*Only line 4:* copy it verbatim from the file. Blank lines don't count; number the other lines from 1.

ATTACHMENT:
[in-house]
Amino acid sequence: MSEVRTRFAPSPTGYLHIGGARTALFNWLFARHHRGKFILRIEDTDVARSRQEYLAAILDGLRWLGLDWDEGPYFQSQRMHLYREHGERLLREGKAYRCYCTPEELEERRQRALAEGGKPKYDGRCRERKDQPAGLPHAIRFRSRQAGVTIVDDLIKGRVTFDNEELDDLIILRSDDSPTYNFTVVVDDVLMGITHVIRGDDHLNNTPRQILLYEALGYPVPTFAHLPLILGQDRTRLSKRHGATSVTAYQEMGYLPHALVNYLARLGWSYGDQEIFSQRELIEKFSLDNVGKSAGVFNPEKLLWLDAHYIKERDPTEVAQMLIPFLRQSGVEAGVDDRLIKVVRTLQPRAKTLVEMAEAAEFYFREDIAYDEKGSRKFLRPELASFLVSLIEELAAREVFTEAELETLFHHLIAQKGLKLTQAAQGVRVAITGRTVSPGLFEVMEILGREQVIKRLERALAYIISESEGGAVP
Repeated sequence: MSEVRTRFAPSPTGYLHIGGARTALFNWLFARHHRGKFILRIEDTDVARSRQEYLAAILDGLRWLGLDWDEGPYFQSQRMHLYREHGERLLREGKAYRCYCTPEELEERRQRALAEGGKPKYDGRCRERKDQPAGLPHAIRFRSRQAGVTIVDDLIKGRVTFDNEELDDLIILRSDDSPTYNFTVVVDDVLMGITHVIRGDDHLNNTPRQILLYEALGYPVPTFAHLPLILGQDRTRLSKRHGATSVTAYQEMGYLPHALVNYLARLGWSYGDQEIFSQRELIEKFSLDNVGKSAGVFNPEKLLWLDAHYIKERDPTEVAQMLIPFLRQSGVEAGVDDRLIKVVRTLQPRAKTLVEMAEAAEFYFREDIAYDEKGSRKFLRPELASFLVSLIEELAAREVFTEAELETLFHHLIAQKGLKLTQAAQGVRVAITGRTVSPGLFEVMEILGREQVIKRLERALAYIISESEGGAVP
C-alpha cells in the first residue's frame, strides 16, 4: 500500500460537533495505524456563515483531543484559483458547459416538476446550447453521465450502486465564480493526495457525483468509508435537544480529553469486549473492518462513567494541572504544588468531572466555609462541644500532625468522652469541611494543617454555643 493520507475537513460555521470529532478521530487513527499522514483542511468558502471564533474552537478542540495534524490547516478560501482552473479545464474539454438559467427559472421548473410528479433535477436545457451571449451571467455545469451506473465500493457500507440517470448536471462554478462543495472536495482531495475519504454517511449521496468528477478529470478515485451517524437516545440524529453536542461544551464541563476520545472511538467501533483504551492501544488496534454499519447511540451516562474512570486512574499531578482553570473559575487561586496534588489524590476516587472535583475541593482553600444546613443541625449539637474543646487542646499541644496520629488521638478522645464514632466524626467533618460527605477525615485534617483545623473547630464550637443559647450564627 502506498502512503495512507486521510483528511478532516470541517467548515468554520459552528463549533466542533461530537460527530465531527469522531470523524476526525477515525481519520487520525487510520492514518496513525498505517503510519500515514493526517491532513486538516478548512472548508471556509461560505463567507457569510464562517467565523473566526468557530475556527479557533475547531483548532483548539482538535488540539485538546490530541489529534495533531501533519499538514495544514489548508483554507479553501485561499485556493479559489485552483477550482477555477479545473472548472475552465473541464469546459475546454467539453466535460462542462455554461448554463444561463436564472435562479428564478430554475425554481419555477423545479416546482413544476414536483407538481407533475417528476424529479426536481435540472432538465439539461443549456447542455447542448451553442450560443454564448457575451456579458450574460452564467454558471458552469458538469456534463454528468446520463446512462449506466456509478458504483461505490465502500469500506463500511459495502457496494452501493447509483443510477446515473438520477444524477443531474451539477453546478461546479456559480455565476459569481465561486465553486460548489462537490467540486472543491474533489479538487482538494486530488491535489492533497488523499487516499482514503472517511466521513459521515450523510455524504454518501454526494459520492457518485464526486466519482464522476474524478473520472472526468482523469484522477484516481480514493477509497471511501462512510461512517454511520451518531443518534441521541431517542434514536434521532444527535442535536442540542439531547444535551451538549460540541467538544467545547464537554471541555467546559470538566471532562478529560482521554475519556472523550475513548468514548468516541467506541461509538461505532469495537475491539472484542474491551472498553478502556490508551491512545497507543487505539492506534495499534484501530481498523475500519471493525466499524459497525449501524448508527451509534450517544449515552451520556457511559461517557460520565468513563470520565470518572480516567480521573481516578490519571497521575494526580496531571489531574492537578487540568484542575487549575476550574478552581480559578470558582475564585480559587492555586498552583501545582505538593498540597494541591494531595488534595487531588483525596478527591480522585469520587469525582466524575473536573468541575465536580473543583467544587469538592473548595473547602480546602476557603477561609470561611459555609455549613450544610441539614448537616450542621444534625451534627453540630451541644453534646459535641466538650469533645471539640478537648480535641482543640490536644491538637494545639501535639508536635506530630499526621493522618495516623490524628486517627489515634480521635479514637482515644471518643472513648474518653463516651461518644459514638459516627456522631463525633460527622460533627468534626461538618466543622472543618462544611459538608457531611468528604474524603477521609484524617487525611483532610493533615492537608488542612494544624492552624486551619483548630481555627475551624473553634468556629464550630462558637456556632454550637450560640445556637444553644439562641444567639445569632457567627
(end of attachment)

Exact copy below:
C-alpha cells in the first residue's frame, strides 16, 4: 500500500460537533495505524456563515483531543484559483458547459416538476446550447453521465450502486465564480493526495457525483468509508435537544480529553469486549473492518462513567494541572504544588468531572466555609462541644500532625468522652469541611494543617454555643 493520507475537513460555521470529532478521530487513527499522514483542511468558502471564533474552537478542540495534524490547516478560501482552473479545464474539454438559467427559472421548473410528479433535477436545457451571449451571467455545469451506473465500493457500507440517470448536471462554478462543495472536495482531495475519504454517511449521496468528477478529470478515485451517524437516545440524529453536542461544551464541563476520545472511538467501533483504551492501544488496534454499519447511540451516562474512570486512574499531578482553570473559575487561586496534588489524590476516587472535583475541593482553600444546613443541625449539637474543646487542646499541644496520629488521638478522645464514632466524626467533618460527605477525615485534617483545623473547630464550637443559647450564627 502506498502512503495512507486521510483528511478532516470541517467548515468554520459552528463549533466542533461530537460527530465531527469522531470523524476526525477515525481519520487520525487510520492514518496513525498505517503510519500515514493526517491532513486538516478548512472548508471556509461560505463567507457569510464562517467565523473566526468557530475556527479557533475547531483548532483548539482538535488540539485538546490530541489529534495533531501533519499538514495544514489548508483554507479553501485561499485556493479559489485552483477550482477555477479545473472548472475552465473541464469546459475546454467539453466535460462542462455554461448554463444561463436564472435562479428564478430554475425554481419555477423545479416546482413544476414536483407538481407533475417528476424529479426536481435540472432538465439539461443549456447542455447542448451553442450560443454564448457575451456579458450574460452564467454558471458552469458538469456534463454528468446520463446512462449506466456509478458504483461505490465502500469500506463500511459495502457496494452501493447509483443510477446515473438520477444524477443531474451539477453546478461546479456559480455565476459569481465561486465553486460548489462537490467540486472543491474533489479538487482538494486530488491535489492533497488523499487516499482514503472517511466521513459521515450523510455524504454518501454526494459520492457518485464526486466519482464522476474524478473520472472526468482523469484522477484516481480514493477509497471511501462512510461512517454511520451518531443518534441521541431517542434514536434521532444527535442535536442540542439531547444535551451538549460540541467538544467545547464537554471541555467546559470538566471532562478529560482521554475519556472523550475513548468514548468516541467506541461509538461505532469495537475491539472484542474491551472498553478502556490508551491512545497507543487505539492506534495499534484501530481498523475500519471493525466499524459497525449501524448508527451509534450517544449515552451520556457511559461517557460520565468513563470520565470518572480516567480521573481516578490519571497521575494526580496531571489531574492537578487540568484542575487549575476550574478552581480559578470558582475564585480559587492555586498552583501545582505538593498540597494541591494531595488534595487531588483525596478527591480522585469520587469525582466524575473536573468541575465536580473543583467544587469538592473548595473547602480546602476557603477561609470561611459555609455549613450544610441539614448537616450542621444534625451534627453540630451541644453534646459535641466538650469533645471539640478537648480535641482543640490536644491538637494545639501535639508536635506530630499526621493522618495516623490524628486517627489515634480521635479514637482515644471518643472513648474518653463516651461518644459514638459516627456522631463525633460527622460533627468534626461538618466543622472543618462544611459538608457531611468528604474524603477521609484524617487525611483532610493533615492537608488542612494544624492552624486551619483548630481555627475551624473553634468556629464550630462558637456556632454550637450560640445556637444553644439562641444567639445569632457567627